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Grant Hill describes the one huge mistake that prevented the Magic from signing Tim Duncan in 2000

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Tracy McGrady’s reaction when Hill’s telling this story is priceless.

It has long been known that Tim Duncan, who spent his entire 19-year career with the San Antonio Spurs, seriously contemplated leaving them and joining the Orlando Magic during the summer of 2000.

“I came close to leaving,” Duncan said in 2010. “Real close.”

One thing that deterred Duncan from Orlando was a rule about team planes — that spouses were not allowed on board. It isn’t the first time we’ve heard this as a reason for Duncan’s decision, but Grant Hill retold that story on ESPN’s “The Jump” on Thursday.

If you can’t watch it, here’s what Hill said, with any interjections from the others taken out for easier reading.

GRANT HILL: I made my visit with Tim Duncan and I was at the dinner when someone in Tim’s entourage, I’ll just leave it that way, asked Doc if significant others can travel on the plane. And Doc said no. And the energy at the table ... my wife, we were married then, my wife was like, he should have just lied.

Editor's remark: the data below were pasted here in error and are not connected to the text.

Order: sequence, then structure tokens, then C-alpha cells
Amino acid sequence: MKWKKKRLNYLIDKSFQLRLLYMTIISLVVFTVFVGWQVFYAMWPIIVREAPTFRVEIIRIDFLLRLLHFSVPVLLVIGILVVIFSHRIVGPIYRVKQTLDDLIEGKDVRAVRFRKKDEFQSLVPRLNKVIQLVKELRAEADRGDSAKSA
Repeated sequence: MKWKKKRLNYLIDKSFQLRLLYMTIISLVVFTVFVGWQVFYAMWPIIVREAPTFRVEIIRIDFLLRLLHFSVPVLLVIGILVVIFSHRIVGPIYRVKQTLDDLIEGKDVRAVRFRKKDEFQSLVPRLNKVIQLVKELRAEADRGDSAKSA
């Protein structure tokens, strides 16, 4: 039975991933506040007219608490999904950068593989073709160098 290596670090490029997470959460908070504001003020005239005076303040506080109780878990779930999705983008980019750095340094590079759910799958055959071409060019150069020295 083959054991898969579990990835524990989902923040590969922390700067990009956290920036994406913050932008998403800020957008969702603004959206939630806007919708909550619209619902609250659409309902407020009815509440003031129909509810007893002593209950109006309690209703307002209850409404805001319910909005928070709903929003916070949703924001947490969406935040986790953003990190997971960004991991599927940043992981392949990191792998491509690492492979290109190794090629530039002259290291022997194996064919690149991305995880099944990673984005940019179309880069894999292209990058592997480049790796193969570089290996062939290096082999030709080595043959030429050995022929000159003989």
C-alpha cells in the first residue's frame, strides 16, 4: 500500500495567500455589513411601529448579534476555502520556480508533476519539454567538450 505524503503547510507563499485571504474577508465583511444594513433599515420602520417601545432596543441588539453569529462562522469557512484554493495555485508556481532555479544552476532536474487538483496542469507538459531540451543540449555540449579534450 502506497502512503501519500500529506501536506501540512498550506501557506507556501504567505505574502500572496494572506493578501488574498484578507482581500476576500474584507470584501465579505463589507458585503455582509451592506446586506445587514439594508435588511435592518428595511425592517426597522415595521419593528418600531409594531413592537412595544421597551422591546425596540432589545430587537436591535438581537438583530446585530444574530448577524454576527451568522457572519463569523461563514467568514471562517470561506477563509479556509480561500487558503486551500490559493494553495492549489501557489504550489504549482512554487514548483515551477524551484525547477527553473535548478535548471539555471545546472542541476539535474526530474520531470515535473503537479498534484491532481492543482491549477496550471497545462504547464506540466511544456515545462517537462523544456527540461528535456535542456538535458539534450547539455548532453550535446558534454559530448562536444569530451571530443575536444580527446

Hill was one of the two stars in Orlando at the time, and Tracy McGrady was the other. The idea of forming a superteam with those two stars is why Duncan was considering the Magic in the first place, and as it happens, both are at this ESPN table at the same time. Look at McGrady’s reaction! It’s both hilarious and tragic all at the same time.

McGrady infamously never won an NBA championship, nor did Hill. Both suffered serious injuries while in Orlando, which robbed them of the team’s peak, but perhaps Duncan’s presence would have changed that. McGrady sure thought it would — here’s a quote that McGrady gave at the time, as found by Deadspin.

”It will be unfair to the league if all three of us come here. We have the East. We’ll be playing the Lakers for years.”

Hill’s wife was definitely right, though. How do you not lie in that situation? Or change the rule on the spot? If it’s the difference between signing and not signing Duncan — and changing the entire history of the NBA — then clearly a little fudge would have made sense in that moment.